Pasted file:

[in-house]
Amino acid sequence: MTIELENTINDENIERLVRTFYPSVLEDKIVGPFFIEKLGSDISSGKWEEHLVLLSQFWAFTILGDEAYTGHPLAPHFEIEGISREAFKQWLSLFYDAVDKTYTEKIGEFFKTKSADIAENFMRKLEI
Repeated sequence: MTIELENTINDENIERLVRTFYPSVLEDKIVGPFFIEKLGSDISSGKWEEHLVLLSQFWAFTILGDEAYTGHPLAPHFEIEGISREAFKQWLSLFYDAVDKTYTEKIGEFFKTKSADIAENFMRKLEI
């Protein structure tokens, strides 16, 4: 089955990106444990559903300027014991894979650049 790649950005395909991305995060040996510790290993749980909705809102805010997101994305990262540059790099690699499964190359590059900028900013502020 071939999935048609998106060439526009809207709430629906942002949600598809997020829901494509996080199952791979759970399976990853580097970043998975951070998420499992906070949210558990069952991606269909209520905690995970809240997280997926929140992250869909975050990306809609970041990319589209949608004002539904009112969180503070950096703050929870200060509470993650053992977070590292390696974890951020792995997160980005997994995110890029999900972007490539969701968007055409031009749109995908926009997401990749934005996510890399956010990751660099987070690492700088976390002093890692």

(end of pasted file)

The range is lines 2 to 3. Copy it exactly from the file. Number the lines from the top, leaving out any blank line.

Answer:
Amino acid sequence: MTIELENTINDENIERLVRTFYPSVLEDKIVGPFFIEKLGSDISSGKWEEHLVLLSQFWAFTILGDEAYTGHPLAPHFEIEGISREAFKQWLSLFYDAVDKTYTEKIGEFFKTKSADIAENFMRKLEI
Repeated sequence: MTIELENTINDENIERLVRTFYPSVLEDKIVGPFFIEKLGSDISSGKWEEHLVLLSQFWAFTILGDEAYTGHPLAPHFEIEGISREAFKQWLSLFYDAVDKTYTEKIGEFFKTKSADIAENFMRKLEI